You can renew an annual (B) permit from 2 to 4 months before expiry date (this will vary from one canton to another and it is important to always check local requirements once resident). Fees vary, with the biometric permit costing more. Certain B permits do not have to be renewed annually but are valid for 5 years. The short-term L permit is issued for employment of limited duration (up to one year) and will specify the number of months for which it is valid. If an L permit renewal is not approved, on expiry the individual will be obliged to leave Switzerland. Being a permit of limited duration, there can be difficulties in obtaining certain services (e.g. mobile phone contracts via Swiss providers) on an L permit alone. Naturally, foreign nationals who commit criminal offences can expect to have residence rights revoked, regardless of whether holding an L or a B permit.

A dependant will normally be able to obtain a similar permit to the employed family member, and the dependant of a Swiss spouse can expect to obtain the B permit.

If not entering Switzerland with an offer of employment, and a national of an EU/EFTA country, you may be approved for a B permit if able to prove you have sufficient means (or will generate them through self-employment) to support yourself financially. This would need to exceed the current equivalent financial level at which a Swiss national would be deemed ineligible for state benefits. You will also be obliged to take out insurance (health and accident).

The relevant visa application office or embassy in your country will advise you on whether a passport approaching expiry will be acceptable or should be renewed before entering Switzerland. US citizens already granted formal permission to stay in Switzerland may subsequently be able to renew a passport within Switzerland via the US Embassy in Bern. UK citizens must renew via the Passport Processing Centre in Paris.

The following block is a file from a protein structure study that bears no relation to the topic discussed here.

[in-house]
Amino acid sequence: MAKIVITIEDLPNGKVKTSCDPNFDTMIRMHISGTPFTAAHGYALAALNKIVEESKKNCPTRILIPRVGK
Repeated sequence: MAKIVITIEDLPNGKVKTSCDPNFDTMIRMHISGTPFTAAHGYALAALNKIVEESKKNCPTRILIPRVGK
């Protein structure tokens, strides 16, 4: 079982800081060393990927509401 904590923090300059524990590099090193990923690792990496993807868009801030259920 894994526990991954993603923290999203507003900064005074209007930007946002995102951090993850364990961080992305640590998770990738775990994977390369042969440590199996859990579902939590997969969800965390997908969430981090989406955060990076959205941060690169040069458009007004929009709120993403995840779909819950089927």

A medical check is not required by the Migration authorities although individual employers may require a pre-employment medical assessment before formalising an offer of employment.

The most up to date information on obtaining permission to reside in Switzerland can be obtained from the Federal Office of Migration. However, the Swiss Embassy or Consulate in your home country will also be a reliable point of contact for any initial queries relating to residency.

As registration is taken care of by the local authorities, you do not normally need to register with the consulate for your country. However, should you wish to contact your consulate within Switzerland, see Useful Resources below for contact details.


Useful Resources

Federal Office for Migration
http://www.bfm.admin.ch/bfm/en/home.html
Quellenweg 6, 3003 Berne-Wabern
Tel: +41 (0)31 325 11 11
Email: Use contact form

British Consulate General in Geneva, Switzerland
Avenue Louis Casaï 58, Case Postale 6, 1216 Cointrin, Geneva
Tel: +41 (0)22 918 24 00

Consular Agency of US in Zurich, Switzerland
Dufourstrasse 101, 3rd floor, Zurich
Tel: +41 (0)43 499 29 60
Email: Zurich-CA@state.gov

Consular Agency of US in Geneva, Switzerland
rue Versonnex 7, CH-1207 Geneva
Tel: +41 (0)22 840 51 60
Email: Geneva-CA@state.gov

Australian Consulate-General in Geneva, Switzerland
Chemins des Fins 2, Case Postale 102, 1211 Geneva 19
Tel: +41 (0)22 799 91 00

New Zealand Consulate-General in Geneva, Switzerland
Grand Saconnex, PO Box 334, 1211 Geneva 19
Tel: +41 (0)22 929 03 50

Honorary Consul of Ireland in Zurich, Switzerland
Claridenstrasse 25, P.O. Box 2172, CH-8027
Tel: +41 (0) 44 289 25 15